Asking for money is rarely fun. But it’s especially tough—and often futile—for women.
We’re less likely to get a raise at work, even though we ask at the same rate as men. And we’re especially unlikely to get money for our startups, since only 2.2% of all venture capital goes to female founders. (The percentages are even worse for black women.)
Even for those women who successfully ask this question, “seeking outside money is a daunting, grinding, tedious process,” I write in my new book, Startup Money Made Easy: The Inc. Guide to Every Financial Question About Starting, Running, and Growing Your Business. It can go horribly wrong. But raising money can also go tremendously well if you do your homework, network like crazy, and get lucky.
Over the course of nearly five years reporting and editing Money coverage at Inc., I’ve interviewed many successful women founders. Some of them avoided raising outside money entirely; others have raised tens of millions of dollars. So if you’re ready to take the VC plunge – or to start off by asking friends and family to back your business—here are five things to know about raising money for your startup.
You don’t necessarily need to do it.
VC-backed startups like Uber, WeWork and Airbnb get a lot of the headlines, but most startups never ask outside investors for money – and many thrive regardless. Take S’well: Founder and CEO Sarah Kauss turned her high-design water bottles into a $100 million business without ever taking outside investment.
There’s an increasing number of women funding women.
While traditional VC has a long way to go to close the gender gap, there are a growing number of investment firms focused on women-led startups. Some examples are Arlan Hamilton’s Backstage Capital, Susan Lyne’s BBG Ventures, and Anu Duggal’s Female Founders Fund. Women founders, meanwhile, tell Inc. that female investors often better understand their target markets.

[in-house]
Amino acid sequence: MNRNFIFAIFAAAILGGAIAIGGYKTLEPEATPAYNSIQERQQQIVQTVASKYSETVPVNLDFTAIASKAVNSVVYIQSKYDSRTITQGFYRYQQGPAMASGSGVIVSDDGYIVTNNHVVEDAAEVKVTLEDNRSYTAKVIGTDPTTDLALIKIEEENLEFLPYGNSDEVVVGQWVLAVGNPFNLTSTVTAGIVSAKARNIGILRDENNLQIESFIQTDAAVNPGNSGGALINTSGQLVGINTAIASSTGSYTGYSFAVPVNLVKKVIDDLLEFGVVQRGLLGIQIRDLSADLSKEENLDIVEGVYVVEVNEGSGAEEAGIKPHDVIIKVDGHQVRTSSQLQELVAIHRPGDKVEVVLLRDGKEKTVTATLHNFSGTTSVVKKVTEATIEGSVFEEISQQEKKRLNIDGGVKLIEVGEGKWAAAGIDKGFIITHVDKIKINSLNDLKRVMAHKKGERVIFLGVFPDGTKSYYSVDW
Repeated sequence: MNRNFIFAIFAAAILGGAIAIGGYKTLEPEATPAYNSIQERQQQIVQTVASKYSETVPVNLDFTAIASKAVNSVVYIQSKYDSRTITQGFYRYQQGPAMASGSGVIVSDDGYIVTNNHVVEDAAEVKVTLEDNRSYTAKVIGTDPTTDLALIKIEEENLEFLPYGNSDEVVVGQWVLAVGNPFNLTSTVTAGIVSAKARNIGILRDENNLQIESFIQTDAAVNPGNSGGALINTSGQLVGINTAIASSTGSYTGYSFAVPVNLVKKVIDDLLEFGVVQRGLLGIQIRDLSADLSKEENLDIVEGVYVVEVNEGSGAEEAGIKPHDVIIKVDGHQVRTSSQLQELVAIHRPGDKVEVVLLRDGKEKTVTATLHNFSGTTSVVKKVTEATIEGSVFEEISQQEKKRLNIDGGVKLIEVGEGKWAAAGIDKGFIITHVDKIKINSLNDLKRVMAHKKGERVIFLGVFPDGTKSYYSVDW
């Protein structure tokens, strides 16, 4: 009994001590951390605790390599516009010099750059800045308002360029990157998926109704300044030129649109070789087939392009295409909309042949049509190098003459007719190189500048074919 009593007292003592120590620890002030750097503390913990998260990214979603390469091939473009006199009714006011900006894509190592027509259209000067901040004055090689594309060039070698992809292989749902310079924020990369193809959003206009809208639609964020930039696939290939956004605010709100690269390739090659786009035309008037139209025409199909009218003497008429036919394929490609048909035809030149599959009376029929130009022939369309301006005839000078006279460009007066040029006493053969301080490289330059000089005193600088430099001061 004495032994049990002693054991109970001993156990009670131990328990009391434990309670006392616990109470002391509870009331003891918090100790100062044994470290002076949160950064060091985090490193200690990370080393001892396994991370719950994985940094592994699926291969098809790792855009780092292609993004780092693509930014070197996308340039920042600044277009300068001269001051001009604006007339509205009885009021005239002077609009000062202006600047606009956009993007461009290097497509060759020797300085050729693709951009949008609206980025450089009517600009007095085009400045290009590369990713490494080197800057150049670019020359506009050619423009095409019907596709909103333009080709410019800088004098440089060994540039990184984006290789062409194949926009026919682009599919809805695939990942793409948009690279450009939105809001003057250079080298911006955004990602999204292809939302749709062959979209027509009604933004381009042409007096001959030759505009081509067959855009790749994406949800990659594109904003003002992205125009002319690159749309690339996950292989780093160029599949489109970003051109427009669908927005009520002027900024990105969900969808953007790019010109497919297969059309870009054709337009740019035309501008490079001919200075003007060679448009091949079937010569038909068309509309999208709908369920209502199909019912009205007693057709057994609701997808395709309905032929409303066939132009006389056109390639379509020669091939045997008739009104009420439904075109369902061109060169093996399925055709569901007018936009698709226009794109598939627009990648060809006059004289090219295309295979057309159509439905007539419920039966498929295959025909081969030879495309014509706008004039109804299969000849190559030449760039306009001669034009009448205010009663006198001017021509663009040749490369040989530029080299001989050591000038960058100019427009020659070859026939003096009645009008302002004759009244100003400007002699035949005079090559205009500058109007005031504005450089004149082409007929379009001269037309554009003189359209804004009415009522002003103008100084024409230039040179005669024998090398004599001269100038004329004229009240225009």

Still, it’s often a slog.
“When you see company after company raising money, you get the outside-in perception: ‘It's not that difficult if they can do it.’ Which is not the case,” Policygenius co-founder and CEO Jennifer Fitzgerald told me about her initial fundraising expectations. “It was a very fruitless and frustrating few months.” Fitzgerald and her co-founder eventually raised their seed round through small checks from about 50 friends and family members, “which is a painful way to do it, but we had to get it done,” she recalled.
It can also be exhilarating.
“Raising money was a year and a half of my life, and I loved every minute of it. Boy, was it grinding and difficult,” Christina Tosi, the pastry chef who’s now the founder and CEO of Milk Bar, told me last year. “You're going to war … and not necessarily in a negative way. It doesn't have to be argumentative.”
It matters who your partners are.
Don’t accept just any investment. As your business grows, you’ll want to make sure you and your investors can agree on what’s best for the business (unless you want to try to buy them out). As Tosi put it, “You can't do a good deal with bad people, and you can't do a bad deal with good people.”
Maria Aspan is an award-winning business journalist and an editor-at-large at Inc. magazine, where she oversees money coverage and writes about startups, technology, finance, and gender. She has also covered business and finance for the New York Times, Thomson Reuters, and American Banker. At the latter, she served as national editor and covered the 2008 financial crisis and its aftermath.